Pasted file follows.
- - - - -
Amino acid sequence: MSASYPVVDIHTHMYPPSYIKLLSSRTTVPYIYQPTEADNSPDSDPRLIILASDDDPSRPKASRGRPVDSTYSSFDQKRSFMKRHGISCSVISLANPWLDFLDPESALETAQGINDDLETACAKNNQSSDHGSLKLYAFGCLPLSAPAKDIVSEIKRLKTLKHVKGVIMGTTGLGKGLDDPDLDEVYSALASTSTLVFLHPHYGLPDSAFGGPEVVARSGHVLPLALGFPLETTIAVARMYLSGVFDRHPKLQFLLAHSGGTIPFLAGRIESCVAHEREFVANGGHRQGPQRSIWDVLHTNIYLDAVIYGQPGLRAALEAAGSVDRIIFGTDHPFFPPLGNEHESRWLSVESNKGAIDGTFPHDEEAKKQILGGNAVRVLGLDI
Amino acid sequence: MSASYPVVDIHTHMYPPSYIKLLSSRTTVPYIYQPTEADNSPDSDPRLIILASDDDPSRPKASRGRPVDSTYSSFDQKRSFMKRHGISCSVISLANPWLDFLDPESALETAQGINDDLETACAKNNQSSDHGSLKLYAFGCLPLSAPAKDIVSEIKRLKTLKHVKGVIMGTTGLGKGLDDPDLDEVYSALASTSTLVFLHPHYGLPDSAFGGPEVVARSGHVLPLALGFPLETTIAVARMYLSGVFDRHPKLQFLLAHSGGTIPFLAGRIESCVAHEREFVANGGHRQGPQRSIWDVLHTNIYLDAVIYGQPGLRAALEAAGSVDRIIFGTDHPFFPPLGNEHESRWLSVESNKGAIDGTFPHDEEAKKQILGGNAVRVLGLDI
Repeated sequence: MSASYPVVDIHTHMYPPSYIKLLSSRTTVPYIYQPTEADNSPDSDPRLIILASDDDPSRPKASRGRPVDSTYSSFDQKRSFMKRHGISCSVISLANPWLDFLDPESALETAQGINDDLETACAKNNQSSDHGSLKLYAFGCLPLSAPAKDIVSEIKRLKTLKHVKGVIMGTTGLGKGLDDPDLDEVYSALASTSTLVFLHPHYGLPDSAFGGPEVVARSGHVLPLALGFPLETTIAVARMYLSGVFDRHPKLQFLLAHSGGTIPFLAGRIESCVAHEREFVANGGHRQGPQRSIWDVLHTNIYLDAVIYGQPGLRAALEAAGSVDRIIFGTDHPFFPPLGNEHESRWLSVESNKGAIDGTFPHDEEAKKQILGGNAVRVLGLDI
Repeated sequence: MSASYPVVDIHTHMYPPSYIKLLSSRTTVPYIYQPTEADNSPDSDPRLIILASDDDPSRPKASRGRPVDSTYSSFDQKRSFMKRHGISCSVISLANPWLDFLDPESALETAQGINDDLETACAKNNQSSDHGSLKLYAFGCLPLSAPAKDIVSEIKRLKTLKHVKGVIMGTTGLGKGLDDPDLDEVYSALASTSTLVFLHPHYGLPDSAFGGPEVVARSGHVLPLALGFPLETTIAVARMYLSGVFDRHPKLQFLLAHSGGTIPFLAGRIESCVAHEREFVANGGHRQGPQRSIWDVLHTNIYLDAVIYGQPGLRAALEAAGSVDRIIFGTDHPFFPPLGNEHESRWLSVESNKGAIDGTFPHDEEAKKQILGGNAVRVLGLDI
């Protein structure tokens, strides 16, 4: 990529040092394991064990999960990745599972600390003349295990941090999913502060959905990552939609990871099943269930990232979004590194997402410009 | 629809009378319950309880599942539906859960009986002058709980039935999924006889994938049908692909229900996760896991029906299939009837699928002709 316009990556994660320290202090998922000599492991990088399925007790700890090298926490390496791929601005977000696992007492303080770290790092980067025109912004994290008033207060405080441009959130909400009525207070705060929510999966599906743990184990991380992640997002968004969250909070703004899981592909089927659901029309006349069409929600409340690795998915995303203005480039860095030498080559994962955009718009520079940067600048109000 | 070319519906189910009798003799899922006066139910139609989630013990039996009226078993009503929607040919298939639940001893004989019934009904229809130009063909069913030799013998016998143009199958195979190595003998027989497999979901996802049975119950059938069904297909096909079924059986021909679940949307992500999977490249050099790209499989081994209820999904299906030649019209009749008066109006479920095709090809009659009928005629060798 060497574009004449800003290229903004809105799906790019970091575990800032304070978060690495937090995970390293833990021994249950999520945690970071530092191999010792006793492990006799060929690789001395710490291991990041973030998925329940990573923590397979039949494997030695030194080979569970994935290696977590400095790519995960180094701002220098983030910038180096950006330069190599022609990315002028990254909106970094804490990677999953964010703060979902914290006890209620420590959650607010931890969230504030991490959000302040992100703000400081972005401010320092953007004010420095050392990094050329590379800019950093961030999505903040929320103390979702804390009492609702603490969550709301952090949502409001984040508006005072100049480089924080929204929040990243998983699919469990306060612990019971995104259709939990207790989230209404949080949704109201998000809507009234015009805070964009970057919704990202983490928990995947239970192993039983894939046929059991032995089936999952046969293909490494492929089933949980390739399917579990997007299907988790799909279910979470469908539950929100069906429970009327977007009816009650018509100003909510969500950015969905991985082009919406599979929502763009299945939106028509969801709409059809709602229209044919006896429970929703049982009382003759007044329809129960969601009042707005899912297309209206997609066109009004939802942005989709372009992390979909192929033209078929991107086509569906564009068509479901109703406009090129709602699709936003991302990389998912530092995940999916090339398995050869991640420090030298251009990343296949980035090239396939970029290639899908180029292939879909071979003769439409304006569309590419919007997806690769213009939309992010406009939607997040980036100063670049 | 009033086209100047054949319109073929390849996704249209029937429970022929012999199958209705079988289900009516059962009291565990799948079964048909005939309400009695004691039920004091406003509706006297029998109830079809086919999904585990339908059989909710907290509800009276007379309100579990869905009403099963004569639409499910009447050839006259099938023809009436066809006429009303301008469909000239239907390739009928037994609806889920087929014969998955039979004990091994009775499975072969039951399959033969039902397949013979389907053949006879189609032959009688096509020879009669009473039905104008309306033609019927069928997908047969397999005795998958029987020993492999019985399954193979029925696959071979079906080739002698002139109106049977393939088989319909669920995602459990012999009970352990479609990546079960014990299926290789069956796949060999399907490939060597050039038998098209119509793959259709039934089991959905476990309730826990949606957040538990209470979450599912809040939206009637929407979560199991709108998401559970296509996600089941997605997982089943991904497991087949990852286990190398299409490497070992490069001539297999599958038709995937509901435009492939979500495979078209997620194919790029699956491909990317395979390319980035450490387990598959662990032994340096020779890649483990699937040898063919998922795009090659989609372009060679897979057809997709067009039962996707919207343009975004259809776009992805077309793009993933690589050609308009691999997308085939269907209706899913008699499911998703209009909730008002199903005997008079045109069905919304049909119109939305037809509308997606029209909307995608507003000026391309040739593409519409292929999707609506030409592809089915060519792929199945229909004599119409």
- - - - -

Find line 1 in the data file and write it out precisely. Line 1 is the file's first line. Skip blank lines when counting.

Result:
Amino acid sequence: MSASYPVVDIHTHMYPPSYIKLLSSRTTVPYIYQPTEADNSPDSDPRLIILASDDDPSRPKASRGRPVDSTYSSFDQKRSFMKRHGISCSVISLANPWLDFLDPESALETAQGINDDLETACAKNNQSSDHGSLKLYAFGCLPLSAPAKDIVSEIKRLKTLKHVKGVIMGTTGLGKGLDDPDLDEVYSALASTSTLVFLHPHYGLPDSAFGGPEVVARSGHVLPLALGFPLETTIAVARMYLSGVFDRHPKLQFLLAHSGGTIPFLAGRIESCVAHEREFVANGGHRQGPQRSIWDVLHTNIYLDAVIYGQPGLRAALEAAGSVDRIIFGTDHPFFPPLGNEHESRWLSVESNKGAIDGTFPHDEEAKKQILGGNAVRVLGLDI